When you hear an orchestra begin an evening with The Star-Spangled Banner, youre likely to get fireworks before the night is over. They came fast and often in the Charlotte Symphonys concert at Belk Theater Friday, the first in its Classics Series.
The concert opened with Benjamin Brittens Young Persons Guide to the Orchestra, the most famous 20th-century set of variations on a theme in this case, a striding motto Henry Purcell composed for the play Abdelazar and followed with Franz Liszts Second Piano Concerto, where the composer and Czech pianist Lukas Vondracek reminded us the piano is indeed a percussion instrument.
The thunder rolled again in the martial opening to The Planets, justly famous for inspiring John Williams themes for Star Wars. But as soon as conductor Christopher Warren-Green got to Venus, the sensuous second section of Gustav Holsts astrological suite, he turned the volume down without reducing the emotional temperature. From there, the musicians alternated shouts and whispers, until the women of the Oratorio Singers wafted us to mystical Neptune and beyond.
Actually, all three pieces demand orchestral virtuosity. Unlike Liszts First Concerto, where a powerhouse pianist can and should dominate his accompaniment, the second integrates the soloist and orchestra more consistently. Its kin to Liszts big symphonic poems, partly because the orchestra carries most of the themes: The piano sometimes seems like its responding to the massive brass outbursts.
The 26-year-old at the keyboard wrung high drama out of all of it. Goblins seemed to dance in the quiet parts, demons in the loud ones. His clangorous bass notes rolled out like funeral bells, and the mood of coiled-spring intensity never changed. (Now Id like to hear him play something where it did.)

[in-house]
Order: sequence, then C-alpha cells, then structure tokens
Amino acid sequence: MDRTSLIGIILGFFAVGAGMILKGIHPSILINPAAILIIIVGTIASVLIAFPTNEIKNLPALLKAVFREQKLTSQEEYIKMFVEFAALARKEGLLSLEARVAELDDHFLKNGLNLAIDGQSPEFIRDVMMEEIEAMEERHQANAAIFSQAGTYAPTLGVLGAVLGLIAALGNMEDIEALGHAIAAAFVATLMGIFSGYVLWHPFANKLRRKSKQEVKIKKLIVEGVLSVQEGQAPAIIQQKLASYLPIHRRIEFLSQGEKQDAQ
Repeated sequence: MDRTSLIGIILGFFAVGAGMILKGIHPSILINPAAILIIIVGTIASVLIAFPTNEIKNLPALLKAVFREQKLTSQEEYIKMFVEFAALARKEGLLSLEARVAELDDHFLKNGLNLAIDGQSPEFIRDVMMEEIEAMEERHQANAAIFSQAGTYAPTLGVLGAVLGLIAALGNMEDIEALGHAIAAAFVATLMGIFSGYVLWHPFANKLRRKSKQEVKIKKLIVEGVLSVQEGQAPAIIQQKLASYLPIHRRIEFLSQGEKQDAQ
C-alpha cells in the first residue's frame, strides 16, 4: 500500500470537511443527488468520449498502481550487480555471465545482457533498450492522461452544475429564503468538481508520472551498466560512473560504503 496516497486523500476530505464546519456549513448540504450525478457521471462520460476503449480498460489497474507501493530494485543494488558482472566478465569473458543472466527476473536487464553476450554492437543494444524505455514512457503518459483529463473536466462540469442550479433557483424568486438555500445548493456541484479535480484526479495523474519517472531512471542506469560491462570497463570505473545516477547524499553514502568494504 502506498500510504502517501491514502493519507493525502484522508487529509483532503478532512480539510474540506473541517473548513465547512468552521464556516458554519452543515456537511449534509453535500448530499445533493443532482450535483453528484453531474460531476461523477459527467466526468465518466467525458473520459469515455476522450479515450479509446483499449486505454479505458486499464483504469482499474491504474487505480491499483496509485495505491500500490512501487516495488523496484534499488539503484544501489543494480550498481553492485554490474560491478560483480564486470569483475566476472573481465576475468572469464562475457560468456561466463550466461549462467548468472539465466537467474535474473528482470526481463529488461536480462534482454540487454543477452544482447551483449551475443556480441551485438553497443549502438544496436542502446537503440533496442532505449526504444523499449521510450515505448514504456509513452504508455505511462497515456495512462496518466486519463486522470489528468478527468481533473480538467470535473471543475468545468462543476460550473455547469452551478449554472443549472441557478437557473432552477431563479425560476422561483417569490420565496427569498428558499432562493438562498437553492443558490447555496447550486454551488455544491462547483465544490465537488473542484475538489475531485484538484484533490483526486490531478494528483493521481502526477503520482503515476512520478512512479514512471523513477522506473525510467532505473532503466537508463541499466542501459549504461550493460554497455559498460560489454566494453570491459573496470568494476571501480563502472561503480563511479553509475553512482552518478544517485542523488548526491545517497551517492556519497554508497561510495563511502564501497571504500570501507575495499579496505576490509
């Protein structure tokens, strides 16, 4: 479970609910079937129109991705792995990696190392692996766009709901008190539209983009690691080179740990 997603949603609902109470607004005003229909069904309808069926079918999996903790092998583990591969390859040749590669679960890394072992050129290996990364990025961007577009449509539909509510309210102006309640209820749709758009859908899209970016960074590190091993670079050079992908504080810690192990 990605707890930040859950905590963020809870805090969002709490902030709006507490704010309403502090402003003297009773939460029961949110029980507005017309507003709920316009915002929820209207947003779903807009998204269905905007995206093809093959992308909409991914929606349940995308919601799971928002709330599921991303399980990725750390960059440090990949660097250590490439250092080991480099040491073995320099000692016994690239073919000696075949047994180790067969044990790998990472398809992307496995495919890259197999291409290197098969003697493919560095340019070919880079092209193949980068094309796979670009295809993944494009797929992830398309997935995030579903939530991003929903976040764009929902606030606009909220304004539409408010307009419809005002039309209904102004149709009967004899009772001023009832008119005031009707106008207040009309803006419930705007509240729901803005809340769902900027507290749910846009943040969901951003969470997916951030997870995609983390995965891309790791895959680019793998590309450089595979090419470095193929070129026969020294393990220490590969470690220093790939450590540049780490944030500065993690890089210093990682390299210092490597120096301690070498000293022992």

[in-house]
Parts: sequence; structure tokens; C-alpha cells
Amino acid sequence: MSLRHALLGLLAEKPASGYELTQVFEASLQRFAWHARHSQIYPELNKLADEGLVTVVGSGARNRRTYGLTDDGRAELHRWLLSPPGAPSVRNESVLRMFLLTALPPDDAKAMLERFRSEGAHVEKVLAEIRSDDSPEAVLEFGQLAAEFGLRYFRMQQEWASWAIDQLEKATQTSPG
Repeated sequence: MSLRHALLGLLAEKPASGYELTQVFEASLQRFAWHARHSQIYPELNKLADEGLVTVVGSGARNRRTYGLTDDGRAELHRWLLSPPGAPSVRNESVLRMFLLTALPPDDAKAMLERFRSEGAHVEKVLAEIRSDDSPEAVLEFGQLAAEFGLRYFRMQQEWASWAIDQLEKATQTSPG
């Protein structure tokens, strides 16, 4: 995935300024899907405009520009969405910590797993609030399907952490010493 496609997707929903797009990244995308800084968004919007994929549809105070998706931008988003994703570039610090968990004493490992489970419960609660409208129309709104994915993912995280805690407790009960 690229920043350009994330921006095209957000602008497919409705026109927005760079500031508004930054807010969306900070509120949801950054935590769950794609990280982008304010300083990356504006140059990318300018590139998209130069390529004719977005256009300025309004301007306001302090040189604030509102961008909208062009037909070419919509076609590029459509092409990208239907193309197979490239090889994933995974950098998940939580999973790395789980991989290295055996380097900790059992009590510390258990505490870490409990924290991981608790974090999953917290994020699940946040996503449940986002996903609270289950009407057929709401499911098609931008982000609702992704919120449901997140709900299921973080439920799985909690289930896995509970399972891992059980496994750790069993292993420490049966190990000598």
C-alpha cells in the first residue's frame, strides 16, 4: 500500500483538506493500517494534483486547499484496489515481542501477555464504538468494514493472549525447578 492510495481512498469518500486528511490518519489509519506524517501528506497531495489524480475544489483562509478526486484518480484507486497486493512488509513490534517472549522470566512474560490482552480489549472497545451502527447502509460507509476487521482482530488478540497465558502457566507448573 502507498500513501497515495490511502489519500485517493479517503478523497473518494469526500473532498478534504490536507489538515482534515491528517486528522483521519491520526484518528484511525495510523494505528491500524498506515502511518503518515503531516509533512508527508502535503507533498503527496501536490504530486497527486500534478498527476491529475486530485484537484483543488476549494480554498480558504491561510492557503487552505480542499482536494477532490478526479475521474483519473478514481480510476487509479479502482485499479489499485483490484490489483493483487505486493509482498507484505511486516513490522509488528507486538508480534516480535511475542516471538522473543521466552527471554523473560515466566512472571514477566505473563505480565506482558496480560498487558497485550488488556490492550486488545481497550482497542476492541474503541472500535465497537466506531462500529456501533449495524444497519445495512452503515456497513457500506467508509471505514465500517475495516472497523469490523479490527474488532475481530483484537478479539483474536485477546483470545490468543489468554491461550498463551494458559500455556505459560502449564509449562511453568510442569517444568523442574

Before the first downbeat, symphony executive director Robert Stickler dedicated the evening to bassist Ivan Zugelj, killed by pneumonia before he could begin his 40th season with the CSO. (A chair with flowers stood unobtrusively at the edge of the stage.) Zugelj might especially have enjoyed playing the Britten, where his section (like all the others) gets a moment in the spotlight. Warren-Green cleverly served up an encore of Purcells original Abdelazar rondeau, played by reduced strings and one drum.
Yet for the first time in memory, this tradition of a short final piece seemed like an imposition, because it followed the most staggering performance of The Planets Ive ever heard live. (Or, in some respects, anywhere.)
Warren-Green played the piece three years ago in the KnightSounds series with reduced forces. The splendor of the full orchestra Friday reminded us why certain pieces absolutely must be heard live, even if you have audiophiles ears and James Camerons home sound system.
At home, you wouldnt have seen the huge grin on timpanist Leonardo Sotos face as he added to the thrilling din of the opening Mars section. It would have been easy to underrate Calin Lupanus violin, as he caressed the serene melody of Venus, or Emily Jarrell Urbaneks celeste as it skittered through Mercury.
The freezing strings at the beginning of Saturn reminded us that time brings all of us to the same unavoidable end, and the offstage women of the Oratorio Singers provided an ethereal, dying fall to the final Neptune movement that was mystical indeed. Sometimes you have to see music as well as hear it or in the case of these women, not see it for it to fully work its magic.
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